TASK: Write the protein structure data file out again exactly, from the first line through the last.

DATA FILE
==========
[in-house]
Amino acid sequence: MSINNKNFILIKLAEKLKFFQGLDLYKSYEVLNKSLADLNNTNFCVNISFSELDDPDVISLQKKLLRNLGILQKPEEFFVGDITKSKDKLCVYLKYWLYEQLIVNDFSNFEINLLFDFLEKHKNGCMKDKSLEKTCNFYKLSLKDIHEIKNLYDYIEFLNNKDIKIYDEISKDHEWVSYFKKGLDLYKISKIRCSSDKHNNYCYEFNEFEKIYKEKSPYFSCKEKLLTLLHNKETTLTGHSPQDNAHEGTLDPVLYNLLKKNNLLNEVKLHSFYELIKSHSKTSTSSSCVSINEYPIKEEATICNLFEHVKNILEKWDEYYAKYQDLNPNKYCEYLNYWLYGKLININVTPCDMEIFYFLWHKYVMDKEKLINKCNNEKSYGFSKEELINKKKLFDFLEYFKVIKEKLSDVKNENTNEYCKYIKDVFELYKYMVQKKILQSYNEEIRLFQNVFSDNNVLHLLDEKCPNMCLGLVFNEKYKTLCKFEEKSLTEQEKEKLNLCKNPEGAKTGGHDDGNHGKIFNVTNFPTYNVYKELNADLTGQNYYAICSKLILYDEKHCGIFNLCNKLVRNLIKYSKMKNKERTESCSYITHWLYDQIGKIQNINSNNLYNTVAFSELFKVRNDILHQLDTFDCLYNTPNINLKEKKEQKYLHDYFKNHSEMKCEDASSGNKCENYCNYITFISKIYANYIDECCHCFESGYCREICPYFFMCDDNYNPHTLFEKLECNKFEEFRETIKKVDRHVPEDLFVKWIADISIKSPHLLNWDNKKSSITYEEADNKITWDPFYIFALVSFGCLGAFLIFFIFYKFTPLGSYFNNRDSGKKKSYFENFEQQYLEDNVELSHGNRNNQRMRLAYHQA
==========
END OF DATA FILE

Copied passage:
[in-house]
Amino acid sequence: MSINNKNFILIKLAEKLKFFQGLDLYKSYEVLNKSLADLNNTNFCVNISFSELDDPDVISLQKKLLRNLGILQKPEEFFVGDITKSKDKLCVYLKYWLYEQLIVNDFSNFEINLLFDFLEKHKNGCMKDKSLEKTCNFYKLSLKDIHEIKNLYDYIEFLNNKDIKIYDEISKDHEWVSYFKKGLDLYKISKIRCSSDKHNNYCYEFNEFEKIYKEKSPYFSCKEKLLTLLHNKETTLTGHSPQDNAHEGTLDPVLYNLLKKNNLLNEVKLHSFYELIKSHSKTSTSSSCVSINEYPIKEEATICNLFEHVKNILEKWDEYYAKYQDLNPNKYCEYLNYWLYGKLININVTPCDMEIFYFLWHKYVMDKEKLINKCNNEKSYGFSKEELINKKKLFDFLEYFKVIKEKLSDVKNENTNEYCKYIKDVFELYKYMVQKKILQSYNEEIRLFQNVFSDNNVLHLLDEKCPNMCLGLVFNEKYKTLCKFEEKSLTEQEKEKLNLCKNPEGAKTGGHDDGNHGKIFNVTNFPTYNVYKELNADLTGQNYYAICSKLILYDEKHCGIFNLCNKLVRNLIKYSKMKNKERTESCSYITHWLYDQIGKIQNINSNNLYNTVAFSELFKVRNDILHQLDTFDCLYNTPNINLKEKKEQKYLHDYFKNHSEMKCEDASSGNKCENYCNYITFISKIYANYIDECCHCFESGYCREICPYFFMCDDNYNPHTLFEKLECNKFEEFRETIKKVDRHVPEDLFVKWIADISIKSPHLLNWDNKKSSITYEEADNKITWDPFYIFALVSFGCLGAFLIFFIFYKFTPLGSYFNNRDSGKKKSYFENFEQQYLEDNVELSHGNRNNQRMRLAYHQA